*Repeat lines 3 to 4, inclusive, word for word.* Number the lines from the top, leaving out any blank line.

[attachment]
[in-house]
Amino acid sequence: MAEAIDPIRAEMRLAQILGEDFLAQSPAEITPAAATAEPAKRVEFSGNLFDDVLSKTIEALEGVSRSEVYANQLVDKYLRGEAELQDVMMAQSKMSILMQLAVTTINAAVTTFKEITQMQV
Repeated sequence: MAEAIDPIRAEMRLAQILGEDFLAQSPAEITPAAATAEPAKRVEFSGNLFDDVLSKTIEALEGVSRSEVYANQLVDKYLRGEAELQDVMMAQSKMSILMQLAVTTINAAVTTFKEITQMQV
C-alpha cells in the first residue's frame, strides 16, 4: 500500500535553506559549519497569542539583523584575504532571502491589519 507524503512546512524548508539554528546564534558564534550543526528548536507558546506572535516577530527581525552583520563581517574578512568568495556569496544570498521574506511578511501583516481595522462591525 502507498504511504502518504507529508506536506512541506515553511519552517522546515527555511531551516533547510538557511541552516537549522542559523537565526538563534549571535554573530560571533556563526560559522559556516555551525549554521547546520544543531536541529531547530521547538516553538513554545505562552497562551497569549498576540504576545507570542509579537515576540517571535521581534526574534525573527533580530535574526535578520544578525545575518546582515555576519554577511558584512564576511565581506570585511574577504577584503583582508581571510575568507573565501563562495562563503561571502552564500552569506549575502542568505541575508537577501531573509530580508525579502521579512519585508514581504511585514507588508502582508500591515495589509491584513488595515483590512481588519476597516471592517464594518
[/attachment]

Repeated sequence: MAEAIDPIRAEMRLAQILGEDFLAQSPAEITPAAATAEPAKRVEFSGNLFDDVLSKTIEALEGVSRSEVYANQLVDKYLRGEAELQDVMMAQSKMSILMQLAVTTINAAVTTFKEITQMQV
C-alpha cells in the first residue's frame, strides 16, 4: 500500500535553506559549519497569542539583523584575504532571502491589519 507524503512546512524548508539554528546564534558564534550543526528548536507558546506572535516577530527581525552583520563581517574578512568568495556569496544570498521574506511578511501583516481595522462591525 502507498504511504502518504507529508506536506512541506515553511519552517522546515527555511531551516533547510538557511541552516537549522542559523537565526538563534549571535554573530560571533556563526560559522559556516555551525549554521547546520544543531536541529531547530521547538516553538513554545505562552497562551497569549498576540504576545507570542509579537515576540517571535521581534526574534525573527533580530535574526535578520544578525545575518546582515555576519554577511558584512564576511565581506570585511574577504577584503583582508581571510575568507573565501563562495562563503561571502552564500552569506549575502542568505541575508537577501531573509530580508525579502521579512519585508514581504511585514507588508502582508500591515495589509491584513488595515483590512481588519476597516471592517464594518